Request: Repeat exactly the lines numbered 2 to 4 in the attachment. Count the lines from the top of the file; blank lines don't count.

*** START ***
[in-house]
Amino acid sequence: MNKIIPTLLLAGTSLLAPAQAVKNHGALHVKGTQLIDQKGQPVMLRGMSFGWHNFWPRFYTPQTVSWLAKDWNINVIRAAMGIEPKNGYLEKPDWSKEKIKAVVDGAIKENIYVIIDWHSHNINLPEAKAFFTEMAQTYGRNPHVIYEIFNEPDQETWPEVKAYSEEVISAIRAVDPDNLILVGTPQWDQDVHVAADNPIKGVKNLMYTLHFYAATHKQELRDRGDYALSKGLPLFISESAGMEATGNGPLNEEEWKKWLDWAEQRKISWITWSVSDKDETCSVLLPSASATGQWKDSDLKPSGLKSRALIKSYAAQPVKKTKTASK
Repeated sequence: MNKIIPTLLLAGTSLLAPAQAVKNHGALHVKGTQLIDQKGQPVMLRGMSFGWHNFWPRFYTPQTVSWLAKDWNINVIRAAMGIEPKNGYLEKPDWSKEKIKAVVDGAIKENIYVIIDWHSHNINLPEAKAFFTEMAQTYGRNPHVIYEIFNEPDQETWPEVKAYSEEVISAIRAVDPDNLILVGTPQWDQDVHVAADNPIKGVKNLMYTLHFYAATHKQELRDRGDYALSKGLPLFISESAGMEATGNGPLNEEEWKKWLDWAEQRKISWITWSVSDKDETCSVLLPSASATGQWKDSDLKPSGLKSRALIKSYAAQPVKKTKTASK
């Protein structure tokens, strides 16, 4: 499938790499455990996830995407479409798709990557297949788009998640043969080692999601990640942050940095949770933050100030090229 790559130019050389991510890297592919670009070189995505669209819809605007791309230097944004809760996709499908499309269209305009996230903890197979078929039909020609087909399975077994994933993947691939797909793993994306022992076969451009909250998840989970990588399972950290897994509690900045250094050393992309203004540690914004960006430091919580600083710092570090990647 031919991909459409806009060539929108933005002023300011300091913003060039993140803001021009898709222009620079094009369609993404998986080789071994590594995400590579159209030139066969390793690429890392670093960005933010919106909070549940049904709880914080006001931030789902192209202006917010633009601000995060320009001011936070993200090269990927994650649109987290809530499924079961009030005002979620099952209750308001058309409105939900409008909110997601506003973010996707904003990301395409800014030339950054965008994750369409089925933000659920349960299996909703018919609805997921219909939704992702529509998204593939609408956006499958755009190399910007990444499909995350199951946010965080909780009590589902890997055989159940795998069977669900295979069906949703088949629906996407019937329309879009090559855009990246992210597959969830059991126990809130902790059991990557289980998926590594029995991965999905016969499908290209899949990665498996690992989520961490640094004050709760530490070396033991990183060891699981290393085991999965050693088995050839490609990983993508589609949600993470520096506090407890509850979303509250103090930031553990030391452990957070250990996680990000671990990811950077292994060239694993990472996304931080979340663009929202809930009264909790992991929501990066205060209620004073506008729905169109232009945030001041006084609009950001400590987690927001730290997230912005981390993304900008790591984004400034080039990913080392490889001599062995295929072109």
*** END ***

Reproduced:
Amino acid sequence: MNKIIPTLLLAGTSLLAPAQAVKNHGALHVKGTQLIDQKGQPVMLRGMSFGWHNFWPRFYTPQTVSWLAKDWNINVIRAAMGIEPKNGYLEKPDWSKEKIKAVVDGAIKENIYVIIDWHSHNINLPEAKAFFTEMAQTYGRNPHVIYEIFNEPDQETWPEVKAYSEEVISAIRAVDPDNLILVGTPQWDQDVHVAADNPIKGVKNLMYTLHFYAATHKQELRDRGDYALSKGLPLFISESAGMEATGNGPLNEEEWKKWLDWAEQRKISWITWSVSDKDETCSVLLPSASATGQWKDSDLKPSGLKSRALIKSYAAQPVKKTKTASK
Repeated sequence: MNKIIPTLLLAGTSLLAPAQAVKNHGALHVKGTQLIDQKGQPVMLRGMSFGWHNFWPRFYTPQTVSWLAKDWNINVIRAAMGIEPKNGYLEKPDWSKEKIKAVVDGAIKENIYVIIDWHSHNINLPEAKAFFTEMAQTYGRNPHVIYEIFNEPDQETWPEVKAYSEEVISAIRAVDPDNLILVGTPQWDQDVHVAADNPIKGVKNLMYTLHFYAATHKQELRDRGDYALSKGLPLFISESAGMEATGNGPLNEEEWKKWLDWAEQRKISWITWSVSDKDETCSVLLPSASATGQWKDSDLKPSGLKSRALIKSYAAQPVKKTKTASK
């Protein structure tokens, strides 16, 4: 499938790499455990996830995407479409798709990557297949788009998640043969080692999601990640942050940095949770933050100030090229 790559130019050389991510890297592919670009070189995505669209819809605007791309230097944004809760996709499908499309269209305009996230903890197979078929039909020609087909399975077994994933993947691939797909793993994306022992076969451009909250998840989970990588399972950290897994509690900045250094050393992309203004540690914004960006430091919580600083710092570090990647 031919991909459409806009060539929108933005002023300011300091913003060039993140803001021009898709222009620079094009369609993404998986080789071994590594995400590579159209030139066969390793690429890392670093960005933010919106909070549940049904709880914080006001931030789902192209202006917010633009601000995060320009001011936070993200090269990927994650649109987290809530499924079961009030005002979620099952209750308001058309409105939900409008909110997601506003973010996707904003990301395409800014030339950054965008994750369409089925933000659920349960299996909703018919609805997921219909939704992702529509998204593939609408956006499958755009190399910007990444499909995350199951946010965080909780009590589902890997055989159940795998069977669900295979069906949703088949629906996407019937329309879009090559855009990246992210597959969830059991126990809130902790059991990557289980998926590594029995991965999905016969499908290209899949990665498996690992989520961490640094004050709760530490070396033991990183060891699981290393085991999965050693088995050839490609990983993508589609949600993470520096506090407890509850979303509250103090930031553990030391452990957070250990996680990000671990990811950077292994060239694993990472996304931080979340663009929202809930009264909790992991929501990066205060209620004073506008729905169109232009945030001041006084609009950001400590987690927001730290997230912005981390993304900008790591984004400034080039990913080392490889001599062995295929072109």